It’s a year-long process after writing your book. Lots has to happen from the time you finish your book until it is published.  For me, the process began when I sent my final manuscript to my publisher in December, 2015. There are two windows for traditional publishing: spring or fall.  As time was short to accomplish everything, we chose the fall cycle for my first novel.  Even with that, the final title of my book had to locked down by March 1 with the cover design well underway.  I know more about the cycle now and released my second book in August of this year because the timing fit perfectly with the PR plan.  Choose the most advantageous time to publish your book.

Summarizing your book in one paragraph is the hardest thing to do.  I failed at this, miserably!  My friend and established author, Kris Radish, stepped in to help me. It is so hard to tell the story of your book in so few words without giving away key elements, but it is exactly this summary that attracts readers to your book on every platform there is, especially Amazon (more on that below). Work hard to create the fewest words to describe your work. Your short book summary is its biggest selling point.

Amazon is the big gorilla.  I certainly knew this before becoming an author, but I now have personal experience with the biggest name in books. I learned that establishing an Author Central page on Amazon was critically important, and I did this by “claiming” my book as part of my page creation.  My husband is English and we have tons of family and friends in England, so I wanted to make it easy for them to purchase my book, so I claimed my book on Amazon UK as well. Amazon can change the price of a book any time they want, and they did bring the retail price down on my book as part of the pre-sale. Amazon is king, so take advantage of it, but understand how it works.

Social media is king.  As publishing is so fragmented, using social media to get the word out about your book isn’t a “nice to do,”  it’s a “must do.”  This means as a writer you must develop new platforms on Facebook, Twitter, Pinterest, LinkedIn, etc. and connect your own web site to social media tools.  Luckily, I knew a bit about social media through professional and personal experience, but I learned a ton more because of my book.  Get familiar with social media and use its power to promote your book every day.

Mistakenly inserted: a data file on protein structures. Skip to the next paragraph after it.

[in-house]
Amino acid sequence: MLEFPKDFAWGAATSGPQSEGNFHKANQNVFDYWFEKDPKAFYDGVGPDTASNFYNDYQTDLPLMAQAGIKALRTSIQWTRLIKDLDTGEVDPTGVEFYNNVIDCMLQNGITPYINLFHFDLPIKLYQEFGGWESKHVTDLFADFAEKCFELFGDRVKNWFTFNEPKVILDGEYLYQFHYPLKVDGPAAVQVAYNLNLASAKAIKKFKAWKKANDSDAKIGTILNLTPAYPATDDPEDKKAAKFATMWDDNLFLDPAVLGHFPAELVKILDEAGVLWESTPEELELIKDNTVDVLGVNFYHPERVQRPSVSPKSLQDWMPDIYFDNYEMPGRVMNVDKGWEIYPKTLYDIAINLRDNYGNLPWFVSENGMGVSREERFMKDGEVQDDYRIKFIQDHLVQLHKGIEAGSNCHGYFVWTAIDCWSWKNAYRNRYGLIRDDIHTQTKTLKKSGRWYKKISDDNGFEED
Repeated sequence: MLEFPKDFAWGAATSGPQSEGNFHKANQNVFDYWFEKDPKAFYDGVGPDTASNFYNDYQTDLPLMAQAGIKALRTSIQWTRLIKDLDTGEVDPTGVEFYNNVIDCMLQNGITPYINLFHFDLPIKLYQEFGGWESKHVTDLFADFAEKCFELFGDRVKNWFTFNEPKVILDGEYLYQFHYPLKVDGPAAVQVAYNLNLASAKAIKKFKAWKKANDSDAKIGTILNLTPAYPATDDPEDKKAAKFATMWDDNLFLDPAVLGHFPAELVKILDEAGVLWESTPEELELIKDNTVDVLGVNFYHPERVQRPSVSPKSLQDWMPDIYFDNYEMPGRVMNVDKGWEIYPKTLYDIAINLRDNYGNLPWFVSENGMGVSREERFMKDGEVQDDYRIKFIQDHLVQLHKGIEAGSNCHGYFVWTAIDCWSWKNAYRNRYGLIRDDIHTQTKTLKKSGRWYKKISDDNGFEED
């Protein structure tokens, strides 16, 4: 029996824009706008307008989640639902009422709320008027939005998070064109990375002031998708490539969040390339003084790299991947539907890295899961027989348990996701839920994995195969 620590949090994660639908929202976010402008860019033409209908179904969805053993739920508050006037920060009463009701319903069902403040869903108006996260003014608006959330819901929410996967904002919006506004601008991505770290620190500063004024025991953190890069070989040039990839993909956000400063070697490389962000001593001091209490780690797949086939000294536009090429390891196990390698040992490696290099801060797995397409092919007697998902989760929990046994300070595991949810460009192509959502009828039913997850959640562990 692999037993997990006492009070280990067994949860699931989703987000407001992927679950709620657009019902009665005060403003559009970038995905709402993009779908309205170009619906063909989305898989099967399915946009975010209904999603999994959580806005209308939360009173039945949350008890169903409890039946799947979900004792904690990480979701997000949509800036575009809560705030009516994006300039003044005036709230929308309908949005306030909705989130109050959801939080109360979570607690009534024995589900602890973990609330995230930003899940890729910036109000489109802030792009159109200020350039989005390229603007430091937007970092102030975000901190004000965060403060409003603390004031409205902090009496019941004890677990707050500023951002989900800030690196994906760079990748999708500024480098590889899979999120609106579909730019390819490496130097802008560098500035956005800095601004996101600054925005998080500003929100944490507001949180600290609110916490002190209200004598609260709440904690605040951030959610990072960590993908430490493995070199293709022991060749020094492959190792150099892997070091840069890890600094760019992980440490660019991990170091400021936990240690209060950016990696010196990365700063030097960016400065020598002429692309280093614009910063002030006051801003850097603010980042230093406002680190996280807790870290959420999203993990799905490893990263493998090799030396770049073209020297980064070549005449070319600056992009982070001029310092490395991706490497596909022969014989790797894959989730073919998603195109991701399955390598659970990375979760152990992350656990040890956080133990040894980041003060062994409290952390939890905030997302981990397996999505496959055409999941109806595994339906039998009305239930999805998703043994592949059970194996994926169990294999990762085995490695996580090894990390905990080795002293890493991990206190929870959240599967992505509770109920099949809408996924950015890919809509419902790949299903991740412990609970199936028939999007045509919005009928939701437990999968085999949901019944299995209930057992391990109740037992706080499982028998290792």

Friends and family rule.  They know you and want to help, so give them the tools.  I did mailing lists of all the folks I know in cities where I did book events; I sent a customized email to key friends and family about the book and how to buy it; I asked a few friends for their early thoughts and asked them to review my book on Amazon or Goodreads.  I used Facebook, LinkedIn and Twitter to keep contacts informed of good reviews and awards and issued calls to action.  You’ll be surprised at some of the folks who step up to help you. The people who know you well are best suited to help promote your book.Two women sharing on their phones

Be bold.  To get your book out there, you have to take some risks. Unfortunately, many don’t work out, but if a few do, you may hit the jackpot in promoting your book. I sent my book to some well-known authors, reporters and others in the movie industry, and this hasn’t paid off in a big way yet.  A few months before my book came out, I sent an email to a small, local magazine about publishing a notice about my first novel.  They did a whole story with a sidebar about the book, and I ended up on the cover!  Make a lot of shots on goal in promoting your book, as you never know which one will result in great exposure.

Incorporate what you know and love into your book promotion.  I spent more than thirty years in corporate communication, so I wrote an essay that was published in an industry newsletter about how my career helped me become an author. I love to cook, bake and travel, and, of course, write, so I incorporate all of these into my book promotions, connecting across social media platforms.  Make promoting your book fun for you.

It’s never enough or totally done.  Here’s the bad news:  promoting your book is never over, you just move on to the next one.  Here’s the good news: my publisher tells me that it takes two or three books before an author can get established, so each subsequent book brings attention to earlier works, which can result in additional sales. Never give up on bringing your work to the world as your efforts today could pay off well down the road.

It’s all on you.  Whether you are working with a publisher or self-publishing, you are the one who needs to do the lion share of the work to get your book out there. You must do something every day to bring your work to the world. I was lucky that my publisher had great people who taught me about the book business, but at the end of the day, it was up to me. Quick story:  I had my screening mammogram recently and got into a conversation with the technologist, and she bought my book!  She asked me to talk to her son, an aspiring fantasy writer, and I did. Engage and put yourself out there; you are the best ambassador for your work.